Mos Def and Talib Kweli are Blackstar. The track, as Kweli alludes to in the opening verse, is based on the 'The Bluest Eye' by Toni Morrison. The book, among various themes, focuses on how the black communities standards of beauty, values and morals are set by white American society.
The entire Mourning in America and Dreaming in Color album is a nice piece of sonic work by the Minnesota Rhymesayer. The title track along with Letter to my Countrymen are examples of Ali's more overt political statements on the record.
The Mighty Mos Def now more commonly known as Yasiin Bey points out what some would call proof of the New World Order as he pontificates on the commodification of H2O. Or more plainly, 'Water used to be free but now it cost you a fee because its all about getting that cash money!!'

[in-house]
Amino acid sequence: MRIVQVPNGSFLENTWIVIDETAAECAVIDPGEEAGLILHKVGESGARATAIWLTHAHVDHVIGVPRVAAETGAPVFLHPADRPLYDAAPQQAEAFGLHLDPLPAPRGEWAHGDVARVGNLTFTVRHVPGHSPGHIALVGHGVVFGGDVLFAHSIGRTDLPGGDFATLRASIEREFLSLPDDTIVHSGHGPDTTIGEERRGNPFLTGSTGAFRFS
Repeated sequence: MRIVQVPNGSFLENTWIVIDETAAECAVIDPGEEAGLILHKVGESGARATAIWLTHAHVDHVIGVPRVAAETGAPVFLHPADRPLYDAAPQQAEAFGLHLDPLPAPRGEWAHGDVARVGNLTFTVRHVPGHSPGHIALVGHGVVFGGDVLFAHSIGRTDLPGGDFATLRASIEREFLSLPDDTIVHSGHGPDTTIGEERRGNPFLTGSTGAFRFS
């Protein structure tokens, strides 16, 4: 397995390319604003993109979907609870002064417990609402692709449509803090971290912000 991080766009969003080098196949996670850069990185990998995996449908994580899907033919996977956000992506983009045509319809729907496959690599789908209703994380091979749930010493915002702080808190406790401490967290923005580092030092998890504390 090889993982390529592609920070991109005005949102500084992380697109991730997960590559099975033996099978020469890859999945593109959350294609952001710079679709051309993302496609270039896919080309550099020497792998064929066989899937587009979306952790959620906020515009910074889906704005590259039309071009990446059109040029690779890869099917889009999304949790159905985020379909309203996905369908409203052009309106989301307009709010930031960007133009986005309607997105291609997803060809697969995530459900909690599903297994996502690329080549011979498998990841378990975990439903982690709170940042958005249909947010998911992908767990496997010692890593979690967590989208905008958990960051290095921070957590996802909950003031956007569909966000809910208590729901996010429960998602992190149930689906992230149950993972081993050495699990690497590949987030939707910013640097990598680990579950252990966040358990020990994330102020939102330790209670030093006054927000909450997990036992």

On "My Philosophy," KRS let us know he's down with a vegetarian diet passing on "goat or ham or chicken or turkey or hamburger." On "Beef" you start to understand why as he details the specifics on how meat gets to the supermarket and ultimately your plate.
Usually dead prez is throwing up the proverbial middle finger to the system but you can't be revolutionary and gangsta if you aren't taking care of the mind, body and soul. For this track they take a quick break from their normally political raps to tell you 'true wealth is good health.'
The "Nature of the Threat" is considered by many to be Ras Kass' magnum opus off of his debut album Soul On Ice. In it Ras Kass basically spits verses encyclopedia style documenting the evolution of man and the origins of racism.
As Talib Kweli states at the beginning of the record the song is a take off of Nina Simone's similarly titled "Four Women." Nina Simone was a spiritedsinger, pianist and activist whose songs like "Mississippi Goddamn" made her music the soundtrack for the civil rights movement. Kweli and many others like Mos Def, Kanye and Common regularly name drop her in lyrics or as an influence to thei